We then started to explore what was on the commercial market and the use of Trinocular microscopes. These have a third element coming out of the rear of the microscope that a camera can be attached to. We found the Zeiss Stemi 508 to be a good allrounder in terms of magnification and excellent image quality. We paired this with a Sony A7r IV and, using a sigma EF adaptor, connected it to the EF bayonet mount on the Zeiss Trinocular mount, and we had a solid platform to work with.
The Phoblographer: Were all the images shot at the same magnification factor? If not, please explain what influenced the choices for the various images.
Joseph Jackson: The macro images ranged [from] 10x to 80x magnification. I treated each image individually, exploring a range of different magnifications. It quickly became apparent what magnification worked for each image. It was finding a happy balance between too abstract and too descriptive. When too much of the object was visible or a prominent feature such as an edge, it gave a reference of scale and the whole illusion was lost.
The Phoblographer: How did you deal with shallow depths of field and issues like chromatic aberration? Were there any other unexpected technical difficulties you faced?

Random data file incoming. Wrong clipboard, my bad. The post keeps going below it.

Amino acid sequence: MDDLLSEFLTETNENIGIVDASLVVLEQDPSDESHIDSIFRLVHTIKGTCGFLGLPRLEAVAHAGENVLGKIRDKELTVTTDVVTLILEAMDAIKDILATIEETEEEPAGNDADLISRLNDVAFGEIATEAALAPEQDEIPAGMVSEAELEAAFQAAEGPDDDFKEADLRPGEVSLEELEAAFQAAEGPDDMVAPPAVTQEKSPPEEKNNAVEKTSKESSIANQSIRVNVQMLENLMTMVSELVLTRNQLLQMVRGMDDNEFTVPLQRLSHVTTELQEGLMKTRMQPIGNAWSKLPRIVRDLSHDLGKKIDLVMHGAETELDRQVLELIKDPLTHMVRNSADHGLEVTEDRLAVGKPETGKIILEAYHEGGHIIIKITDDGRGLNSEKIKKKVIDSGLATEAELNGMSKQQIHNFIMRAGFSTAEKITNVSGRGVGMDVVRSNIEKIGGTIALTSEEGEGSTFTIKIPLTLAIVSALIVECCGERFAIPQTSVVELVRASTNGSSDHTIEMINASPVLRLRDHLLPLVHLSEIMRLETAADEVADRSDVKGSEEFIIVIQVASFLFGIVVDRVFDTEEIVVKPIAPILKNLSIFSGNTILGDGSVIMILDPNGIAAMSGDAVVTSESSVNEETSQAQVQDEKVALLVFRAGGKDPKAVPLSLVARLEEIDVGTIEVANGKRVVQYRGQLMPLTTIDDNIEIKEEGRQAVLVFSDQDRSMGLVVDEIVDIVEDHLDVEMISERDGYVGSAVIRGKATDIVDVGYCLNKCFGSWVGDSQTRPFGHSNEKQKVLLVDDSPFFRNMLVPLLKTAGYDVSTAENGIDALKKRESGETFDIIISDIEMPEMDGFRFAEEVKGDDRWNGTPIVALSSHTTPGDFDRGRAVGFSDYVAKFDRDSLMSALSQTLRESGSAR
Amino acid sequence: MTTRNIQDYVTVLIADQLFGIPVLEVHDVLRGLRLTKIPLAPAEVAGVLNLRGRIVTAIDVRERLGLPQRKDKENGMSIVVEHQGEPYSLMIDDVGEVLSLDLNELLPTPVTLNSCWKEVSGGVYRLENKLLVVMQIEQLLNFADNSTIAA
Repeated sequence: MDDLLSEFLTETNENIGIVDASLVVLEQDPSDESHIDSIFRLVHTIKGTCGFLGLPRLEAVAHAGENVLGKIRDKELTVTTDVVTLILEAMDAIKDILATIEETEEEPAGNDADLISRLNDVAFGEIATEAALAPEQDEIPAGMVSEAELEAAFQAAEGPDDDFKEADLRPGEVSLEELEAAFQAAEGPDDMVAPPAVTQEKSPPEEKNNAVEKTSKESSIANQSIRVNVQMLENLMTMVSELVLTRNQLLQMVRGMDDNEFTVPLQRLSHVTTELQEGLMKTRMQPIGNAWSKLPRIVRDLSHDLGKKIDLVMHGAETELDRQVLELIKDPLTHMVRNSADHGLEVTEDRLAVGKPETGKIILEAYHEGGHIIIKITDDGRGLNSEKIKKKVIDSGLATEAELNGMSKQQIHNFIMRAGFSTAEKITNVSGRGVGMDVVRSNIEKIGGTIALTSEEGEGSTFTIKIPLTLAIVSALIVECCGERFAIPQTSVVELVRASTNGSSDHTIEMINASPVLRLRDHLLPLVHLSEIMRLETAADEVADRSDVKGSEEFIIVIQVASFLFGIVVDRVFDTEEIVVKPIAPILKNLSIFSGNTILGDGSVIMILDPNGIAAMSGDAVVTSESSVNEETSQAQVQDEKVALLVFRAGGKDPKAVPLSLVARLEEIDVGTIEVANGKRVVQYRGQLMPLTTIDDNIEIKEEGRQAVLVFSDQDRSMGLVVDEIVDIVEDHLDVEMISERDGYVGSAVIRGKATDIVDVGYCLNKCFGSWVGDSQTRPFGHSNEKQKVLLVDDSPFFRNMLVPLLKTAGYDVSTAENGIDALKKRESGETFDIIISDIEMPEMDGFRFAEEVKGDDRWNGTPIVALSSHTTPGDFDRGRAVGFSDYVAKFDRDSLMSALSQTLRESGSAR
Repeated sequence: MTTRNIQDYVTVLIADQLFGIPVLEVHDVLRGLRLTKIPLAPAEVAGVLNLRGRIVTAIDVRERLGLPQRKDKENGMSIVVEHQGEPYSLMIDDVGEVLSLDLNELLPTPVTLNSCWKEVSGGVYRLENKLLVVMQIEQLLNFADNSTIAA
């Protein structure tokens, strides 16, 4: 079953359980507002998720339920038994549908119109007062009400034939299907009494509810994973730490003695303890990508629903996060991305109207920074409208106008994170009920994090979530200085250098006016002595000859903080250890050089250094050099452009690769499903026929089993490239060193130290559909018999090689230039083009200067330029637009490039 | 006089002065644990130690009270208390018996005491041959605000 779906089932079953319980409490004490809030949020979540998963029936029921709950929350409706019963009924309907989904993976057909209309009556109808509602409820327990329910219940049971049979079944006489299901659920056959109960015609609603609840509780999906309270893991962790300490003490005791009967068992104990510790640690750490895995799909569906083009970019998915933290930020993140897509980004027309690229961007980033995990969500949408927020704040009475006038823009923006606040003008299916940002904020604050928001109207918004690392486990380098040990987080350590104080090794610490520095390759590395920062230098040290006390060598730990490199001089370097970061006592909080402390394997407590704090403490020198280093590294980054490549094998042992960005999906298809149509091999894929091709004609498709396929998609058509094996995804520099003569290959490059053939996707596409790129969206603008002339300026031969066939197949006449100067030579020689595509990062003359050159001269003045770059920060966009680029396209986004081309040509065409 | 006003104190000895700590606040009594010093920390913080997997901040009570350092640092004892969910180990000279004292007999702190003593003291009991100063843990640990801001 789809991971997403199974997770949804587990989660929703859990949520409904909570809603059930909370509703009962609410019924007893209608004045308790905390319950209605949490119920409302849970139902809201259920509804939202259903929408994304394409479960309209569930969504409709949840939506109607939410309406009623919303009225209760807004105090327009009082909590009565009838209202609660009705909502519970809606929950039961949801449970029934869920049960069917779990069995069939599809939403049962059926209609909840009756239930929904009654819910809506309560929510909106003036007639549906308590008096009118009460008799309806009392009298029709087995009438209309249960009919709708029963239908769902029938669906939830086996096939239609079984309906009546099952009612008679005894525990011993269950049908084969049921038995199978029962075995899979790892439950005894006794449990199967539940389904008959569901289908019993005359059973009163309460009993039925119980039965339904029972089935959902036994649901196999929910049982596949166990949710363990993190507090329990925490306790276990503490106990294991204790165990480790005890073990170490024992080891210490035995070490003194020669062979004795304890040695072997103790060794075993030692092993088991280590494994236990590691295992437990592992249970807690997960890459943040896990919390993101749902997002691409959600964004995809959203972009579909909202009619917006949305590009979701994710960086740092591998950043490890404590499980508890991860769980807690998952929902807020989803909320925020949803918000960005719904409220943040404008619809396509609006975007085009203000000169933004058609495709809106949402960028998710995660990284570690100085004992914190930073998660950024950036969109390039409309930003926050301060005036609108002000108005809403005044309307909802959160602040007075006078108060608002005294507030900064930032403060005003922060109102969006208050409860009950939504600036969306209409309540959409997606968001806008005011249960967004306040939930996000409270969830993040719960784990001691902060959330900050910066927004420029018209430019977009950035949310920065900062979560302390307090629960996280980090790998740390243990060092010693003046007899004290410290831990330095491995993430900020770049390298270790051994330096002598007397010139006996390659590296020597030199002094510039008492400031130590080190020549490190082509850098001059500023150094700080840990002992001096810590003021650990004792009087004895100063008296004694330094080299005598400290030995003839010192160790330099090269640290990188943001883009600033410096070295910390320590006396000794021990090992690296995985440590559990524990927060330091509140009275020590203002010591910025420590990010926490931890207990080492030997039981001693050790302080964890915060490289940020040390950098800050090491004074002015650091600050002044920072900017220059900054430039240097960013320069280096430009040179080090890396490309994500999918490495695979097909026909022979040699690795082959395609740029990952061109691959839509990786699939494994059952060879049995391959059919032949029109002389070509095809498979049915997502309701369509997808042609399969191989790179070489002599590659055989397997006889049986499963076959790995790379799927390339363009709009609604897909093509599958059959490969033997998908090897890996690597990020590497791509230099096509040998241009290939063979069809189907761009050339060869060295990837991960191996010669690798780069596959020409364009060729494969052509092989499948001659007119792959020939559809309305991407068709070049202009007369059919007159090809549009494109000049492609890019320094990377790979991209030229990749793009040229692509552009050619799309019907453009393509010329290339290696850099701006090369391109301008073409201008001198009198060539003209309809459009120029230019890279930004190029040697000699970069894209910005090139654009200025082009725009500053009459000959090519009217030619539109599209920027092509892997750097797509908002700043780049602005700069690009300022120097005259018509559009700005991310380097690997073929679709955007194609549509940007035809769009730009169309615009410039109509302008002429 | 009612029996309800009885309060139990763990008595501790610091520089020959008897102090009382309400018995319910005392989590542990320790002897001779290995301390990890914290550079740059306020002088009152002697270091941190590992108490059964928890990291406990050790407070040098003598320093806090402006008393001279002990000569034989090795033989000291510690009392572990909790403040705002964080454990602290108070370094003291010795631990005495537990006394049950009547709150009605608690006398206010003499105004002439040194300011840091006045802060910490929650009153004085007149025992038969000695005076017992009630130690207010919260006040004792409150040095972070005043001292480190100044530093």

Joseph Jackson: The microscope has a fixed aperture – I’ve tried to work out what it is but never managed to get a decent answer, but it’s shallow. I used the Cognisys Stackshot motion control system to move and rotate the object. This allowed me to compose the images with a high degree of accuracy. I would have preferred to move the camera to stack the focus, but due to the size of the microscope it wasn’t practical. Depending on the magnification of each composition, it could be anywhere from 30 to 100 individual focuses. I often tried to focus through the whole image as this gave me some flexibility in post to pick and choose the depth of field. Much of the time, I was in the dark as to what the final image was going to look like. I found parallels to developing images and watching the image come together in the focus stacking software rather than the darkroom.
I used a couple of different software to stack the focuses. I ran all the images through Zerene Stacker and Helicon Focus and compared them side by side, each software has its strengths and weaknesses, and it was pot luck as to which software put out the best composite.